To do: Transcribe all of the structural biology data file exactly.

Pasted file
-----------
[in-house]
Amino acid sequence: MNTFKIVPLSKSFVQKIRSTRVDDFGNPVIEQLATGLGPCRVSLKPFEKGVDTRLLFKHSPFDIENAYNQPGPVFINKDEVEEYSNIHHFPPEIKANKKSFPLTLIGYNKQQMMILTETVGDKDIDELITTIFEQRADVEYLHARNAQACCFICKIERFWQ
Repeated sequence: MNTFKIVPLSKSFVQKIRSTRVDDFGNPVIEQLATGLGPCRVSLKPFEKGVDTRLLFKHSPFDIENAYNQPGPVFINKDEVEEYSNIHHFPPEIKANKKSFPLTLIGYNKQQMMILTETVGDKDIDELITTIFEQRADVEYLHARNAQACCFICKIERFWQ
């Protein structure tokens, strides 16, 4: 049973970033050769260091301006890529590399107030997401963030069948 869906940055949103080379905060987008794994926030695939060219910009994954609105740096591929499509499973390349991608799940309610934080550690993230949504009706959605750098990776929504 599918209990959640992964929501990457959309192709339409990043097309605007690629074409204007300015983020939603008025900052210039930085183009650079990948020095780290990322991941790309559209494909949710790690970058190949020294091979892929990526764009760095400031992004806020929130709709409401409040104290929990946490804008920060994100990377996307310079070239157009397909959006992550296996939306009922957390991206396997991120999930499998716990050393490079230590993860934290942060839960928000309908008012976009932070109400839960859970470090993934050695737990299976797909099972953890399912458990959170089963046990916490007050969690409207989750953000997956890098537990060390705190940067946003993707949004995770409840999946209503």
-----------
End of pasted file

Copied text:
[in-house]
Amino acid sequence: MNTFKIVPLSKSFVQKIRSTRVDDFGNPVIEQLATGLGPCRVSLKPFEKGVDTRLLFKHSPFDIENAYNQPGPVFINKDEVEEYSNIHHFPPEIKANKKSFPLTLIGYNKQQMMILTETVGDKDIDELITTIFEQRADVEYLHARNAQACCFICKIERFWQ
Repeated sequence: MNTFKIVPLSKSFVQKIRSTRVDDFGNPVIEQLATGLGPCRVSLKPFEKGVDTRLLFKHSPFDIENAYNQPGPVFINKDEVEEYSNIHHFPPEIKANKKSFPLTLIGYNKQQMMILTETVGDKDIDELITTIFEQRADVEYLHARNAQACCFICKIERFWQ
């Protein structure tokens, strides 16, 4: 049973970033050769260091301006890529590399107030997401963030069948 869906940055949103080379905060987008794994926030695939060219910009994954609105740096591929499509499973390349991608799940309610934080550690993230949504009706959605750098990776929504 599918209990959640992964929501990457959309192709339409990043097309605007690629074409204007300015983020939603008025900052210039930085183009650079990948020095780290990322991941790309559209494909949710790690970058190949020294091979892929990526764009760095400031992004806020929130709709409401409040104290929990946490804008920060994100990377996307310079070239157009397909959006992550296996939306009922957390991206396997991120999930499998716990050393490079230590993860934290942060839960928000309908008012976009932070109400839960859970470090993934050695737990299976797909099972953890399912458990959170089963046990916490007050969690409207989750953000997956890098537990060390705190940067946003993707949004995770409840999946209503």